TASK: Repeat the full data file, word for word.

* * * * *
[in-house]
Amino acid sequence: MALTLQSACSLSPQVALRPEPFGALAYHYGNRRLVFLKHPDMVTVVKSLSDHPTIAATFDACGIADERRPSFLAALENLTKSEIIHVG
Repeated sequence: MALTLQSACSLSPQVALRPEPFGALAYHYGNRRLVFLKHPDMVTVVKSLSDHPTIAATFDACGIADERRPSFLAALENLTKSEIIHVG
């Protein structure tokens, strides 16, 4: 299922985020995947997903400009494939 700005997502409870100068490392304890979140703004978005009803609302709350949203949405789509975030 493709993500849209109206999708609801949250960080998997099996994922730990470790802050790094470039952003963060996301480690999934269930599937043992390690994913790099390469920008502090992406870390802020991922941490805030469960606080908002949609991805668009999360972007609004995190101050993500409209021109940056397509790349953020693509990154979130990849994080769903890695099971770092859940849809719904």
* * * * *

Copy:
[in-house]
Amino acid sequence: MALTLQSACSLSPQVALRPEPFGALAYHYGNRRLVFLKHPDMVTVVKSLSDHPTIAATFDACGIADERRPSFLAALENLTKSEIIHVG
Repeated sequence: MALTLQSACSLSPQVALRPEPFGALAYHYGNRRLVFLKHPDMVTVVKSLSDHPTIAATFDACGIADERRPSFLAALENLTKSEIIHVG
């Protein structure tokens, strides 16, 4: 299922985020995947997903400009494939 700005997502409870100068490392304890979140703004978005009803609302709350949203949405789509975030 493709993500849209109206999708609801949250960080998997099996994922730990470790802050790094470039952003963060996301480690999934269930599937043992390690994913790099390469920008502090992406870390802020991922941490805030469960606080908002949609991805668009999360972007609004995190101050993500409209021109940056397509790349953020693509990154979130990849994080769903890695099971770092859940849809719904």